UAE | Government

Muslim Brotherhood case in UAE: Prosecutor calls for maximum sentence

Hearing of clandestine group is adjourned until December 10

  • By Abdulla Rasheed, Abu Dhabi Editor and Mariam M. Al Serkal, Senior Reporter
  • Published: 16:34 November 19, 2013
  • Gulf News

  • Image Credit: Abdul Rahman/Gulf News Archives
  • The Federal Supreme Court. A clandestine group comprising 20 Egyptians and 10 Emiratis is accused of belonging to the Muslim Brotherhood’s international organisation.

Abu Dhabi: The Public Prosecution on Tuesday called on the State Security Court to apply the maximum sentence of ten years against the clandestine Egyptian-Emirati group accused of belonging to the Muslim Brotherhood’s international organisation.

The trial was presided over by Judge Mohammad Abdul Rahman Al Tunaiji, who adjourned the hearing to December 10.

He ordered the prosecution to give the case files and related documents to the lawyers of the accused, to give them ample time to study these before making their final statements. The judge also asked the defence lawyers, who pointed out that they required at least three weeks to gather witnesses and study the investigation case files of all suspects, to submit their written defence argument in the next session.

The group, comprising 20 Egyptians and 10 Emiratis, went on trial on Tuesday in the same courtroom which heard the case of the 94 Emiratis who were on trial earlier this year for belonging to the Muslim Brotherhood.

The court earlier said it has concluded the investigation. The rulings of the Federal Supreme Court are final and binding.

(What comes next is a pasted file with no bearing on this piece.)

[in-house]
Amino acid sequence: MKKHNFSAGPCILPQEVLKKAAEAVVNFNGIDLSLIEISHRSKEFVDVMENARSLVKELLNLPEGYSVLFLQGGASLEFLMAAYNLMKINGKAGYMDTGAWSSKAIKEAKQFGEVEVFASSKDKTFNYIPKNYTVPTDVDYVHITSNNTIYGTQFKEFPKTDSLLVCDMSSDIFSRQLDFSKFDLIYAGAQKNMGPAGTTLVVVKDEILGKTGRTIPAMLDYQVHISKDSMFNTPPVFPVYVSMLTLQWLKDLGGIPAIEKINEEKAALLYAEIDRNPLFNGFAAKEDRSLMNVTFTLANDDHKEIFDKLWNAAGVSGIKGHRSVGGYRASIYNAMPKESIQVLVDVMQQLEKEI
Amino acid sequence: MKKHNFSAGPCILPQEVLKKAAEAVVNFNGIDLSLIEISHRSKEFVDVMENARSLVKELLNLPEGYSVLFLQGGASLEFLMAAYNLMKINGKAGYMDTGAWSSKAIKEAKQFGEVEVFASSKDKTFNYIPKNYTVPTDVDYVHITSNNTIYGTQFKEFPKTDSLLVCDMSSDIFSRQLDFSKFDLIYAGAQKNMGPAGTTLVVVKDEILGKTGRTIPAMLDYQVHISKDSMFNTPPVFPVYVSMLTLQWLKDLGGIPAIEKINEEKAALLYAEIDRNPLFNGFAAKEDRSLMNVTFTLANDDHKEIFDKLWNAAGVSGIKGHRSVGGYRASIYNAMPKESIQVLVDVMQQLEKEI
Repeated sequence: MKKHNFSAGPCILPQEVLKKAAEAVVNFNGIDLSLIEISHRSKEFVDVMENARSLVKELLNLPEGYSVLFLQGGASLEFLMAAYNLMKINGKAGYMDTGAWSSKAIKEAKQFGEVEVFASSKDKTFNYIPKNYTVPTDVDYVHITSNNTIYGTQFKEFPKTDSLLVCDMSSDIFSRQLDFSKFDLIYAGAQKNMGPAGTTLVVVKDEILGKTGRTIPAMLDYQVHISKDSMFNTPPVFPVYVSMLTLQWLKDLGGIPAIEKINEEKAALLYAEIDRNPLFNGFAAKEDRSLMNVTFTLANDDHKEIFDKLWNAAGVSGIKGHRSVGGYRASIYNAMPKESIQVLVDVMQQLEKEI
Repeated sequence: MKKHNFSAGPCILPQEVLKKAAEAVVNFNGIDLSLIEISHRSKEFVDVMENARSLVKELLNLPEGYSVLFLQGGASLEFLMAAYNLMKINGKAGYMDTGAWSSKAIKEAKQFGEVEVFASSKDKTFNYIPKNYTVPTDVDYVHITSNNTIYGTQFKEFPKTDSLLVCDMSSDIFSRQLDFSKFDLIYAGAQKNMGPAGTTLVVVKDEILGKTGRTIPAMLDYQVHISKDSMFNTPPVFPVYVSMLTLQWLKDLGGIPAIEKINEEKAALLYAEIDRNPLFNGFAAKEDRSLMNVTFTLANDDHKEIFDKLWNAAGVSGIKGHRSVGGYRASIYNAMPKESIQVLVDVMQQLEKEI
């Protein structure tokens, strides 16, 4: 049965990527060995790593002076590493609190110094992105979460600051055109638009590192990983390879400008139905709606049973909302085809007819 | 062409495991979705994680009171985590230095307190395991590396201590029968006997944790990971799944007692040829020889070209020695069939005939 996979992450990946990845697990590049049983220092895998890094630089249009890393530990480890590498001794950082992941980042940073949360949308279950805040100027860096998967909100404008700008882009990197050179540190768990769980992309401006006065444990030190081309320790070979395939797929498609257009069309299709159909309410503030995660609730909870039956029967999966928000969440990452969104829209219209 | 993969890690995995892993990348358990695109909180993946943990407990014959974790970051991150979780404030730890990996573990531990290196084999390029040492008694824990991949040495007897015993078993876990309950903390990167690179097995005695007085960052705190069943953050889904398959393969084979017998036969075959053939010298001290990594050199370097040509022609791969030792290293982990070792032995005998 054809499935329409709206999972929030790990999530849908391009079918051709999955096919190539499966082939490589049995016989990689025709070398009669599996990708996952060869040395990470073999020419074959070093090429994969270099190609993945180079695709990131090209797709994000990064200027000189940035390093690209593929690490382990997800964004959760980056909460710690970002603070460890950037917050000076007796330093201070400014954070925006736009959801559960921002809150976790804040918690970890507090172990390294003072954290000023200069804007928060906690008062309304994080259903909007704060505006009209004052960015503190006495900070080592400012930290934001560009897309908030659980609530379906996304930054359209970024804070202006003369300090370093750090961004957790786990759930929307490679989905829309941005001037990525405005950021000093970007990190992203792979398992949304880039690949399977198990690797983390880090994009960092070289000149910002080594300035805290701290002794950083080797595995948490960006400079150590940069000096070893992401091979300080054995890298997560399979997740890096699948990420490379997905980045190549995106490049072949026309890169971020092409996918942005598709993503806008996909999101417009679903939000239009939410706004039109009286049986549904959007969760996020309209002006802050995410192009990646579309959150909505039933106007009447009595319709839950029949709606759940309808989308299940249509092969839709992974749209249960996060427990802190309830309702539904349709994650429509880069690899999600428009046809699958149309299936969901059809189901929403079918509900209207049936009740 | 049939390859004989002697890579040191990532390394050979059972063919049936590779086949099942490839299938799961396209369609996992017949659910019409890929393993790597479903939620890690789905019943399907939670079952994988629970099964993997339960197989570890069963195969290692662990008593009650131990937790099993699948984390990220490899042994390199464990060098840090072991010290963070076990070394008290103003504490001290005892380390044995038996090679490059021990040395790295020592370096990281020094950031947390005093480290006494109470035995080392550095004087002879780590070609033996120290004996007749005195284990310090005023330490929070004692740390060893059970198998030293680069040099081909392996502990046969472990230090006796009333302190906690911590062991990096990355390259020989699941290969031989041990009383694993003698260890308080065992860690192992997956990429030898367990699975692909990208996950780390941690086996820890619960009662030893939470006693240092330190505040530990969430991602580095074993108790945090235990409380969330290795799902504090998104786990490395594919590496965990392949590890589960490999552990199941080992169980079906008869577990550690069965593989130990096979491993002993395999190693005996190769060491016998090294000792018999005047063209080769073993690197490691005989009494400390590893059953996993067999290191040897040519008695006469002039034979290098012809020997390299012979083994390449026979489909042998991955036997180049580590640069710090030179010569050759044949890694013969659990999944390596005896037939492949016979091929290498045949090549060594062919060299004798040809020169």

The prosecution demanded that the accused be given a maximum jail term of ten years as per the UAE Penal Code, Article 121, sections 155, 160, 166, 181 and 182, in addition to Law No2/2008, sections 43 and 52, which deal with establishing civil associations in the country.

During the trial, the prosecution accused the group of establishing and operating a secret cell of the Muslim Brotherhood in the UAE. The prosecution argued the group collected and sent a total of Dh2.3 million to the Muslim Brotherhood in Egypt during the presidential election campaign.

The prosecution also said the accused collected funds through zakat and sadaqa (donations), via a membership fee from members and also received additional investment from a number of sources in the UAE. The prosecution also claimed that five per cent of the suspects’ basic salary went into funding the clandestine organisation.

A few of the suspects were also accused of stealing classified information from a flash drive that belonged to a State Security Department official.

According to the prosecutor’s charge sheet, the group of suspects also tried to establish a large branch of the Muslim Brotherhood in the UAE within a span of four years.

The group operated under an established structure that included a council, which was led by a chairman and a deputy chairman. The branch also had a general manager and two deputies, which also included various committees, the prosecution said.

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